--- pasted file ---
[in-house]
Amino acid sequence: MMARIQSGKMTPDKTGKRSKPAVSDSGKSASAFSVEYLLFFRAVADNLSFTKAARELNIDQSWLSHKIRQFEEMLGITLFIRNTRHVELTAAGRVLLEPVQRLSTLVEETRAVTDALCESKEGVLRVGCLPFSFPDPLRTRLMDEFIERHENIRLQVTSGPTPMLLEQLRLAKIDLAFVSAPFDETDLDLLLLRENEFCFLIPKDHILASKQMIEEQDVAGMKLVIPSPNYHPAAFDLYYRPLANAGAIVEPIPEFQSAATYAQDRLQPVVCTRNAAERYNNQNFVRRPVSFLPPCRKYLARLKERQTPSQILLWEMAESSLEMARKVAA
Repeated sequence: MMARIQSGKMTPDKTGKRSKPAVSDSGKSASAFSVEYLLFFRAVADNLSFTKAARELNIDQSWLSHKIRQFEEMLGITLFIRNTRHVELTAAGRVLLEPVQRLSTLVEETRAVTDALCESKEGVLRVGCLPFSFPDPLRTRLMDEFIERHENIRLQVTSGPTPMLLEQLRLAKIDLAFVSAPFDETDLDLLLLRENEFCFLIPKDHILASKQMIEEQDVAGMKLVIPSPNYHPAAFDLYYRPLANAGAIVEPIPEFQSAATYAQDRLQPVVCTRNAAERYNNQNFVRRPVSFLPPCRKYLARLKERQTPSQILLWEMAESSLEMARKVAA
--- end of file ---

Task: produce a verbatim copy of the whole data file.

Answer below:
[in-house]
Amino acid sequence: MMARIQSGKMTPDKTGKRSKPAVSDSGKSASAFSVEYLLFFRAVADNLSFTKAARELNIDQSWLSHKIRQFEEMLGITLFIRNTRHVELTAAGRVLLEPVQRLSTLVEETRAVTDALCESKEGVLRVGCLPFSFPDPLRTRLMDEFIERHENIRLQVTSGPTPMLLEQLRLAKIDLAFVSAPFDETDLDLLLLRENEFCFLIPKDHILASKQMIEEQDVAGMKLVIPSPNYHPAAFDLYYRPLANAGAIVEPIPEFQSAATYAQDRLQPVVCTRNAAERYNNQNFVRRPVSFLPPCRKYLARLKERQTPSQILLWEMAESSLEMARKVAA
Repeated sequence: MMARIQSGKMTPDKTGKRSKPAVSDSGKSASAFSVEYLLFFRAVADNLSFTKAARELNIDQSWLSHKIRQFEEMLGITLFIRNTRHVELTAAGRVLLEPVQRLSTLVEETRAVTDALCESKEGVLRVGCLPFSFPDPLRTRLMDEFIERHENIRLQVTSGPTPMLLEQLRLAKIDLAFVSAPFDETDLDLLLLRENEFCFLIPKDHILASKQMIEEQDVAGMKLVIPSPNYHPAAFDLYYRPLANAGAIVEPIPEFQSAATYAQDRLQPVVCTRNAAERYNNQNFVRRPVSFLPPCRKYLARLKERQTPSQILLWEMAESSLEMARKVAA